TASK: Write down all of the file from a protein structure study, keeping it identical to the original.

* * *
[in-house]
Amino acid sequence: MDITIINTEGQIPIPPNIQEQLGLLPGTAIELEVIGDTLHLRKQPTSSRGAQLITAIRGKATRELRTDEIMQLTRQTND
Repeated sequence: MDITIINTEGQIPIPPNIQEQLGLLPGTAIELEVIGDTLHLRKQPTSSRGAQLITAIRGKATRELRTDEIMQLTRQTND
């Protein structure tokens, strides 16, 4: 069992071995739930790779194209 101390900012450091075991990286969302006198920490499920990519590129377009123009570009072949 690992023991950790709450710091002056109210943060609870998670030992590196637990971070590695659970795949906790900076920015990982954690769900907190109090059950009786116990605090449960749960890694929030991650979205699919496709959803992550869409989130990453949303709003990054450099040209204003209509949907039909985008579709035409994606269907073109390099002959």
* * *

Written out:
[in-house]
Amino acid sequence: MDITIINTEGQIPIPPNIQEQLGLLPGTAIELEVIGDTLHLRKQPTSSRGAQLITAIRGKATRELRTDEIMQLTRQTND
Repeated sequence: MDITIINTEGQIPIPPNIQEQLGLLPGTAIELEVIGDTLHLRKQPTSSRGAQLITAIRGKATRELRTDEIMQLTRQTND
């Protein structure tokens, strides 16, 4: 069992071995739930790779194209 101390900012450091075991990286969302006198920490499920990519590129377009123009570009072949 690992023991950790709450710091002056109210943060609870998670030992590196637990971070590695659970795949906790900076920015990982954690769900907190109090059950009786116990605090449960749960890694929030991650979205699919496709959803992550869409989130990453949303709003990054450099040209204003209509949907039909985008579709035409994606269907073109390099002959």